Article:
You’d be forgiven for thinking that the success of the Internet of Things (IoT), that fabled gateway to our connected future, is contingent only on technology companies coming up with the appropriate gadgets to make our lives smoother, safer and more efficient.
You’d be forgiven, but you’d be wrong. Another vital component of the IoT is cooperation between these companies so that all connected devices have a common language. You can’t have an elegant system if its component parts don’t work in harmony.
Arguably the biggest barrier standing in the way of progress, then, is the challenge of getting multinational companies to park their deep-seated rivalries and come together for the good of mankind. This, regardless of what their PR suggests, is not their natural instinct.
Some brands prefer to work alone
Apple is a fabulous case in point. Many of its devices were conceived to work alone, without the influence or fiddling of third parties. It is also hostile to the idea of mixing and matching its technology with that of other brands.
It’s rumored decision to remove the universal headphone jack from its next iPhone is said to be motivated by the need to conserve space on the unit, but it conveniently also rules out customers using anything other than Apple headphones to listen to music or talk hands-free.
This is a problem for the IoT because, if we extrapolate forward, future connected homes, workplaces and vehicles may only function at an optimal level if all the tech within is purchased from a single company – and are we ready to live in Apple homes?
For investors in growing businesses, this puts a question mark over the IoT. If it is to be dominated by a handful of global titans, where are the opportunities for clever startups with brilliant world-changing ideas?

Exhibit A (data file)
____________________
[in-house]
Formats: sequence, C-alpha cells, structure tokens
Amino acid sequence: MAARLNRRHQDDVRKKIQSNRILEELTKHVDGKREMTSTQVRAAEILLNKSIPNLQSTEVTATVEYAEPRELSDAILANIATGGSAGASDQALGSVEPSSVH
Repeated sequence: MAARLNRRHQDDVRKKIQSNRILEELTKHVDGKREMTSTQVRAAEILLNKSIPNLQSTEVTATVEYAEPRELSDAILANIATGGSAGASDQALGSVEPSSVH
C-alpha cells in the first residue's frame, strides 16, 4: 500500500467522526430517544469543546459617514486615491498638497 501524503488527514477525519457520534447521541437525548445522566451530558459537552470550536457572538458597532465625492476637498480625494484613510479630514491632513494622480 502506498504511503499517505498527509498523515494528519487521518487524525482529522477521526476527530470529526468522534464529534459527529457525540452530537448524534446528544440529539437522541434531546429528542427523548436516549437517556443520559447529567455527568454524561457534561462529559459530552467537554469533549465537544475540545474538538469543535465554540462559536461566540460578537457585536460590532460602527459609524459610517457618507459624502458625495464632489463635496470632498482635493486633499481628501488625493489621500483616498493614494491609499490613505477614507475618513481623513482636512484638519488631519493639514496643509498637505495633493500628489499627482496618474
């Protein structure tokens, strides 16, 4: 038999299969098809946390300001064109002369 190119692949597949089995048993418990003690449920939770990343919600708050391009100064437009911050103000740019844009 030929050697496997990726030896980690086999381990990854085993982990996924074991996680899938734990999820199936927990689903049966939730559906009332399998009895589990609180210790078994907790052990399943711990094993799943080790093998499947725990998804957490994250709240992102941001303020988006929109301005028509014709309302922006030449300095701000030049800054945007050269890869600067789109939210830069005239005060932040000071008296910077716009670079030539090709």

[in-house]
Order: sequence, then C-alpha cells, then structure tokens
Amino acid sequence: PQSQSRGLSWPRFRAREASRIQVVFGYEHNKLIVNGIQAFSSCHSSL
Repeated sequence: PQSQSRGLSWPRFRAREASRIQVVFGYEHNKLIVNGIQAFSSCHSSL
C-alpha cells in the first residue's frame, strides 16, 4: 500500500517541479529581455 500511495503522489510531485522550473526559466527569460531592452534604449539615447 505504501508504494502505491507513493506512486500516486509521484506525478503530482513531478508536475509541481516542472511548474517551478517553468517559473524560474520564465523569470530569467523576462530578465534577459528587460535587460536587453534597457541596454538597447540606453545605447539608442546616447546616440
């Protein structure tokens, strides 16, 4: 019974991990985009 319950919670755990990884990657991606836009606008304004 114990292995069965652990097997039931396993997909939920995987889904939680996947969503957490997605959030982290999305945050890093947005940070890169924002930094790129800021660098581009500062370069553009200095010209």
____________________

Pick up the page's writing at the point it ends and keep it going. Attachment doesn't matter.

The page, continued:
Big tech firms like to acquire promising technology before it starts competing with them, but if technology entrepreneurs don’t have full access to the IoT, they won’t be able to experiment with inventions and it will be that much harder to get into a position to be snapped up.
That could make an investor payday less likely and remove a motive for money men and women to back IoT ideas.
120 years later, plugs are diffuse as ever
Worse still, history does not favour the drive for cooperation. Even the humble electrical plug, which isn’t influenced by the same colossal commercial forces as smart systems, is not standardised. Go on a round-the-world trip and you will need to pack a dozen or more different adaptors.
If we can’t come up with a single unifying model for plugs – which, by the way, have been around for more than 100 years and have had ample opportunity to consolidate – then what hope is there for more sophisticated devices in the ultra-competitive technology sector?
Not a lot, you might think. But hope is at hand. Several of the big brands have accepted that interoperability is central to the success of the IoT and have promised to play ball.
Two organisations, the AllSeen Alliance and Open Interconnect Consortium, have launched to promote collaboration and between them have scooped up important members including Microsoft, Sony, IBM, Samsung and Cisco – though not, as yet, Apple.
Whether these tech titans are genuinely committed to the cause or are merely paying lip service will become clear very quickly and, if the former, then hope springs eternal for ambitious and gifted entrepreneurs.
USB a cause for celebration?
A further cause for celebration is that although the electrical plug never stadardised, other technologies have. The USB connector, for example, is recognised universally. It had the benefit of being invented in an era of globalisation when new tech could be adopted quickly and simultaneously across oceans.
This, of course, doesn’t mean other technologies will develop according to the same template and, alas, even the USB’s days might be numbered because of an Apple-led drive to get rid of ‘holes’ in their computers.
But without a commitment to work together, tech companies’ promises of creating a better technological future will sound a bit hollow – and the next generation of innovators could miss out on valuable funding.